Chat with a coach Our Shropshire Shuffler coaching team are all super enthusiastic volunteers, I asked John Milner why he chose to become a Shropshire Shuffler coach... I remember one Thursday night at track running alongside Liz Hird and asking the question, “What do you have to do to become a coach?!” She then proceeded to tell me that it involved going on a one day course and a few sessions, where they would take a group and then be mentored by an existing coach. After the conversation I didn’t think any more of it, until a couple of weeks later when Tony Welsby approached me and said “‘I hear that you want to be a coach!” Following this, I went along to the course at the Alexandra Stadium with Bill and Annabel. We learned a lot and enjoyed the theory and physical work that was covered. Soon after, Tony threw me in at the deep end by asking me to take a Monday night session. I had a


mentor in the group who let me get on with it and gave me some tips at the end. The runners were very patient and showed their support at the end. I completed two other sessions with a mentor and then was left to take a group on my own! Since becoming a coach nearly 18 months ago, I have taken lots of sessions on Mondays and Wednesdays. I have really enjoyed giving something back to the club that I love being a member of; helping other runners, encouraging people to push themselves and get out of their comfort zone and organising routes across Shrewsbury. I would encourage anyone to become a coach, it’s very rewarding. Although it may seem a daunting thing to do, it is good to be challenged every now and then! The other coaches and runners have been very supportive and hearing of runners improving makes it very rewarding. Emma Humphreys

The Attingham Relays May 2016 saw the third year of the increasingly popular Shropshire Shuffler event: the Attingham Park relays. The sellout event saw a record 396 runners take part in teams of three; each running the two mile multi-terrain course. I was marshalling along with my young son Joseph. The weather on the day had been wet, so full wet weather gear was our attire for the evening, although it thankfully turned out to be unnecessary as the rain stopped in plenty of time. Joseph and I had a marshal position on the small bridge just down from the start/finish, and when I say on the bridge, I do literally mean ON the bridge, right in the middle of it! When the ‘A’ runners started it was certainly a sight to behold seeing a pack of runners charging towards you at speed; it never ceases to amaze me just how fast some runners are! I had to stand on said bridge to ensure all the runners kept to the left so there were no runners catapulted into the stream below, and no one squishing me! (Joseph was told to keep to side and not to dare get in the way!) But what a brilliant position we had! We saw the fresh faced runners just starting off; so we were shouting ‘have fun’, ‘good luck’, ‘enjoy’ and of course ‘COME ON SHUFFLER!’ Joseph loved the shouting to Shufflers, and when he acquired a shiny SYtri cow-bell from Rob Kerr; well Joseph became undoubtedly the noisiest and most enthusiastic marshal of the evening! The evening was a sea of Shufflers in their red, white and blue finery, and seeing the array of other local clubs taking part in the event was lovely; friendly rivalry at its best. There were done amazing times run by Shufflers; you did us proud! A huge thank you needs to go to Liz Hird whose tireless work in the months before each event enables these events to take place, and grow each year. Thanks also to Attingham Park, all marshals and also to Colin Williamson for his super photography. Emma Humphreys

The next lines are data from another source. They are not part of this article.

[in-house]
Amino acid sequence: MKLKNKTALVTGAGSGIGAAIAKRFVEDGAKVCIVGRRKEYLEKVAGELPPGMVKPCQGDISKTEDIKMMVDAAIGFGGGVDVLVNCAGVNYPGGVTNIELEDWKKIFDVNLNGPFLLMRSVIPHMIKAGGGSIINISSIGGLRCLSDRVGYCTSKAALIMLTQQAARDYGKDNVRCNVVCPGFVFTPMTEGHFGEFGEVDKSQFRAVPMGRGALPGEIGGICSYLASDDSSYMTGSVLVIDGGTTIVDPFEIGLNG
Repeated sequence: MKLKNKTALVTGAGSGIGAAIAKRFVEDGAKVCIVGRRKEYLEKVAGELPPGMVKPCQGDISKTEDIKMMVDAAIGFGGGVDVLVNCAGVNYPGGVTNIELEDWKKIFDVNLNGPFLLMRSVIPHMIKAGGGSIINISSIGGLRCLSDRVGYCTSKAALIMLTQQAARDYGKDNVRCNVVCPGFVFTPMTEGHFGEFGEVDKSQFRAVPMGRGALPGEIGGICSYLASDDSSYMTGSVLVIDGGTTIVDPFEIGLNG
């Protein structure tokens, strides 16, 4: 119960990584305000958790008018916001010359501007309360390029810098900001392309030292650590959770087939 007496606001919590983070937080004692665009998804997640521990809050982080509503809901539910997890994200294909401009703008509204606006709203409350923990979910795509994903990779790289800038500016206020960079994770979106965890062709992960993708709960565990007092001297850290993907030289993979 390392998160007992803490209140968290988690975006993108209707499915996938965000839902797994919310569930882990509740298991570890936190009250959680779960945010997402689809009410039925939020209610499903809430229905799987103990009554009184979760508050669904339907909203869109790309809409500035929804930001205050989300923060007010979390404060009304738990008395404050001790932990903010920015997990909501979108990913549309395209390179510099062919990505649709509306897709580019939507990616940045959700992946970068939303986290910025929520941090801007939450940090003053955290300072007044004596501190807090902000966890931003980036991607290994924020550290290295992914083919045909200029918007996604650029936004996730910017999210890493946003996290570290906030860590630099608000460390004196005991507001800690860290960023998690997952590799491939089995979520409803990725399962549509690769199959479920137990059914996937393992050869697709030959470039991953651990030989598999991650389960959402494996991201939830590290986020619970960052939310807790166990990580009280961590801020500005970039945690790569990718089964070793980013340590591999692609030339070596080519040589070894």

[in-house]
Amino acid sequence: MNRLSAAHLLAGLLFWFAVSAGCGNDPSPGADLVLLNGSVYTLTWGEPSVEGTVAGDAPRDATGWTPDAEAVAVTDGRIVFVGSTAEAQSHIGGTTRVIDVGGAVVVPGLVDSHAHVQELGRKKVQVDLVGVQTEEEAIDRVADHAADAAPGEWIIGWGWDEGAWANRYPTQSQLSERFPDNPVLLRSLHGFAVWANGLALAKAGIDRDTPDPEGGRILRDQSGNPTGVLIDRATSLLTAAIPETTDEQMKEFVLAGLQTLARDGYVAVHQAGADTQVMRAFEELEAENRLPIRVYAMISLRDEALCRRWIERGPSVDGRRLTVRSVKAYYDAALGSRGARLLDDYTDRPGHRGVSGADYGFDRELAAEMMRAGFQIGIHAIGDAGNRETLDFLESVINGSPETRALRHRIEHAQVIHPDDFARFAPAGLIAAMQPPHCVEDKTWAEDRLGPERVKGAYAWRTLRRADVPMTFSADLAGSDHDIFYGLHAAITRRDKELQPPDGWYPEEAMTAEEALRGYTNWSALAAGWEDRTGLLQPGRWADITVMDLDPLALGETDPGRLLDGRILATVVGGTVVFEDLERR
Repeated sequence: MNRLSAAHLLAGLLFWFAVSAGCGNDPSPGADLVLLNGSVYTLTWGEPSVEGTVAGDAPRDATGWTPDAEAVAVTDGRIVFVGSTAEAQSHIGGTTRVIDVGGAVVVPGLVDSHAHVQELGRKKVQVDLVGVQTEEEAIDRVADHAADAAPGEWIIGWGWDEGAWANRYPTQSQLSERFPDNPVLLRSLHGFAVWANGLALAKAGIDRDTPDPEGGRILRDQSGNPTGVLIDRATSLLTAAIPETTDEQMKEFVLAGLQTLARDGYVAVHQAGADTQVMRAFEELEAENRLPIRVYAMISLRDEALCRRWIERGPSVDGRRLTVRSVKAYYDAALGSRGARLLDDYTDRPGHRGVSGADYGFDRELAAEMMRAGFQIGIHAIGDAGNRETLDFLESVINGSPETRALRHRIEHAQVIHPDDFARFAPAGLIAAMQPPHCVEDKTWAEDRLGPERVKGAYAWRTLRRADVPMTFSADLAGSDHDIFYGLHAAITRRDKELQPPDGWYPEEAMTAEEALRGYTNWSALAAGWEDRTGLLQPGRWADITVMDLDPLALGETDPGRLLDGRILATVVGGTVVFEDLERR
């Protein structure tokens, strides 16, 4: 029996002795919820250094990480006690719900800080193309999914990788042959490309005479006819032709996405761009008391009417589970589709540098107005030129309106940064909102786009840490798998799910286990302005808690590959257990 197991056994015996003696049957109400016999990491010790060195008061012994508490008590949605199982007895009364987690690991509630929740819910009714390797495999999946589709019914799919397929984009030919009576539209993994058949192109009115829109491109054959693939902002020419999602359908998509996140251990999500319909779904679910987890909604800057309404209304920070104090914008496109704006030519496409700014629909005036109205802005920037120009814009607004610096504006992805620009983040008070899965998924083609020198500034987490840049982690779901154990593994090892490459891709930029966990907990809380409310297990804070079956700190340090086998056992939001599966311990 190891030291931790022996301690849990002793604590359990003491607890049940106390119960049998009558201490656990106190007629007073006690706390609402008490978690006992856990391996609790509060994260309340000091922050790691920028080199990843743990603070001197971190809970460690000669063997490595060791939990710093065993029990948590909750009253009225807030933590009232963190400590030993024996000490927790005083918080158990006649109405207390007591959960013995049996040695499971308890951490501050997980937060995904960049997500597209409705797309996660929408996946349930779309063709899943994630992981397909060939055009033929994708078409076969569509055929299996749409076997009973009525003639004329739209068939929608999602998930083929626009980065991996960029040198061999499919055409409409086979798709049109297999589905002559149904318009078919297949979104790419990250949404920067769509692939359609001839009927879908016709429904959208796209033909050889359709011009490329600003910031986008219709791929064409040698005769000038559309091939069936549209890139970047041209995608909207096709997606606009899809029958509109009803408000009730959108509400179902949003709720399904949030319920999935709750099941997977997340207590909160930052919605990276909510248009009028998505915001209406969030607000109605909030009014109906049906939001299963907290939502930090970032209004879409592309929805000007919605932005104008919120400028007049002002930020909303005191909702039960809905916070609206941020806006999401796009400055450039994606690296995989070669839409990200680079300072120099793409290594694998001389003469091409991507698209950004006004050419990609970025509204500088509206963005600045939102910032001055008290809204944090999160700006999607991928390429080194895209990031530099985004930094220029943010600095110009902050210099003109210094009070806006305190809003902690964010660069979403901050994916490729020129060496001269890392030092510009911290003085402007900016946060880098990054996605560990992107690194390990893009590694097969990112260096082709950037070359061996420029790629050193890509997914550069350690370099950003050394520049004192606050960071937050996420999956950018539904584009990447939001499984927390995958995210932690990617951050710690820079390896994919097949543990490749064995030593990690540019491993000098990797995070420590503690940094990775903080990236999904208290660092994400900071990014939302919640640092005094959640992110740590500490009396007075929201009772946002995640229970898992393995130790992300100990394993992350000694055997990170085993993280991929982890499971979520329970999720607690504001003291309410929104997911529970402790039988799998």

LONDON MARATHON 2017 The late Chris Brasher (founder of the London Marathon) described the event as the ‘Suburban Everest’ - something everyone can aspire to do and over the years, an increasing number of people have done just that including many Shufflers. At the first London Marathon in 1981 (founding year of the Shufflers) there were 7,000 runners, in 2016 there were in the region of 37,000 runners!! However, the demand for places vastly outstrips the supply and it seems around 17,000 places will be available to the public, via a ballot again this year. A staggering 247,069 people registered for last year’s event, with magazines going to successful applicants (around 7%). If you have applied for a place via the ballot and gain that place - WELL DONE. If you are not so lucky, all is not lost, as the club will have a couple of places available. To be eligible to enter the draw you must enter the marathon as a Shropshire Shufflers runner and be affiliated to UKA (therefore have a race license). If you receive a rejection, you must keep it and pass to Liz who will put your name in the draw, which takes place at the club awards evening in November.

Last 3 years stats (aprox): Year 2014 2015 2016 Ballot places 75,000 17,000 17,000 Entries available




Probability of success 14.3% 13.6% 6.9% Number of places and number of entries for the public ballot of the London Marathon 2014-2016